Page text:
What is the mind? The mind is an element of boundless potential cohabitating with our limited body. Philosophers have long debated whether our minds are just the workings of our brains or whether our minds are much more. To reduce our mind to a consequence of the biochemical reactions in our brain and nothing else is a materialistic viewpoint that would be difficult to justify. Because, if our minds were nothing else, then our thoughts would be random accidents as well and hence not reliable. It is far more logical to consider our minds as a reflection of a greater, infinite intelligence, but subject to the will of man to be used (or abused) as he deems fit. It is like a piece of infinity, mysteriously contained within man that can be molded and used by man, but also that which ultimately determines his destiny.

Let us look at some verses written by Paul that analyze the mind, especially in the context of salvation.

The mind of sinful man is death, but the mind controlled by the Spirit is life and peace; the sinful mind is hostile to God. It does not submit to God’s law, nor can it do so. Those controlled by the sinful nature cannot please God. You, however are controlled not by the sinful nature but by the Spirit, if the Spirit of God lives in you. And if anyone does not have the Spirit of Christ, he does not belong to Christ. (Romans 8:5-9)

First note the contrast between the mind of a person who is still lost, in Paul’s words, a ‘sinful man’ and one who has been regenerated by faith in Christ to receive the Holy Spirit.

The sinful man’s mind is death, whereas a regenerated man’s mind is life. Paul does not talk of death as a sequel to life, rather as a continuous reality. He does not say, ‘a sinful mind leads to death’, rather talks of the union of the sinful mind with death.

This brings us to the question, ‘What really is death?’ Death is generally understood by most as an event that happens at the end of life. But ‘death’ in reality is the absence of the presence of God and ‘life’ is union with the life of God or rather eternal life. So for natural man, who does not submit to God and the revelation through Christ, he is cut off from God because of his unaddressed sin. His mind, which by nature of creation, is a reflection of the eternity of God, has no real connection with God. This is the state of hostility of the mind to God as described by Paul. So while he does use his mind, he does so without the advantage of having life flow into it from God. And so Paul says, ‘the mind of sinful man is death’.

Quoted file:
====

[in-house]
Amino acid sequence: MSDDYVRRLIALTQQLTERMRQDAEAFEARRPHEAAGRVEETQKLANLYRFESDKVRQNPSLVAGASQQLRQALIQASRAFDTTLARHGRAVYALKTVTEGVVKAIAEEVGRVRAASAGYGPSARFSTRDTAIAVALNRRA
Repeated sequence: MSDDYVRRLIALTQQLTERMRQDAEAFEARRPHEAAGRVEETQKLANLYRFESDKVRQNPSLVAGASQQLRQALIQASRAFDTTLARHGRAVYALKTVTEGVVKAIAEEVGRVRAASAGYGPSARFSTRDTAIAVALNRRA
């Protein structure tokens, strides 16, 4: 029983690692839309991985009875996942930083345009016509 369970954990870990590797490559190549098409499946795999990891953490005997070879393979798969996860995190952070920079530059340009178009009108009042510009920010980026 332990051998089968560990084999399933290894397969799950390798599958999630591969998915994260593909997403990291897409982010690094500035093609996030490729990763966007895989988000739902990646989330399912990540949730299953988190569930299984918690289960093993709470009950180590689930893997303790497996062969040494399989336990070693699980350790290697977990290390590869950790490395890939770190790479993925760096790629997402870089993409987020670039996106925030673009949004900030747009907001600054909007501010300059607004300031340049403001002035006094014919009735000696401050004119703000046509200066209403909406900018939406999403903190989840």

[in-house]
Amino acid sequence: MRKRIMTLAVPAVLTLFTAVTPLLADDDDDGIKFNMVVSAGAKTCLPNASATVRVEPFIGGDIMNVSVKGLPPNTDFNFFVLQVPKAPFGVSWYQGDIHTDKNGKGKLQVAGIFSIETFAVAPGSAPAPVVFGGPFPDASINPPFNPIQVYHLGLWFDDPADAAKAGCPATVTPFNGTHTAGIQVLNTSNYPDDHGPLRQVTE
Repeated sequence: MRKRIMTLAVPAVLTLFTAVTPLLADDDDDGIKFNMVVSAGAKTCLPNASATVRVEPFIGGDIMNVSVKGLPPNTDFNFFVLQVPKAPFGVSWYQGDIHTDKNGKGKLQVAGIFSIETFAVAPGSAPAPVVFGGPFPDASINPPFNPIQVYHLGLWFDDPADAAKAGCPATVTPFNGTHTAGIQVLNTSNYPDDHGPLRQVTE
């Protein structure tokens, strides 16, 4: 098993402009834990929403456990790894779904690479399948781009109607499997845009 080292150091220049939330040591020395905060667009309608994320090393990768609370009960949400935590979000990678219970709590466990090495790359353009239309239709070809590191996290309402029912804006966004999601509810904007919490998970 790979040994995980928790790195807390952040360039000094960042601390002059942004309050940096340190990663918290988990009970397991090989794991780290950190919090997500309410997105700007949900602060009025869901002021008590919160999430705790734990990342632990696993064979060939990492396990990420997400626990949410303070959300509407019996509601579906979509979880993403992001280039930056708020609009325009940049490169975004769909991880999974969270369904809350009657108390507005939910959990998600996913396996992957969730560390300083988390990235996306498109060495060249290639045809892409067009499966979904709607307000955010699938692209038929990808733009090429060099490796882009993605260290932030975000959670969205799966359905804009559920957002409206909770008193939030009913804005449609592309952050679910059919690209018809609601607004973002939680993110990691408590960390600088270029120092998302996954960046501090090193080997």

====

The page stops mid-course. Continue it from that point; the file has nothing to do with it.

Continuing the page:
The first battle for the mind is to free it from the state of being cut off from God. When mortal man uses his will to accept Christ as Savior and Lord in response to the revelation he receives regarding his sinfulness and the divinity of Christ, his mind moves from being in a state of death to a state of life. What follows is a state of peace for the mind, which then is no longer controlled by the sinful nature with its adverse consequences, but rather by the indwelling Holy Spirit, enabling the mind to reach its full potential of useful creativity and stability.

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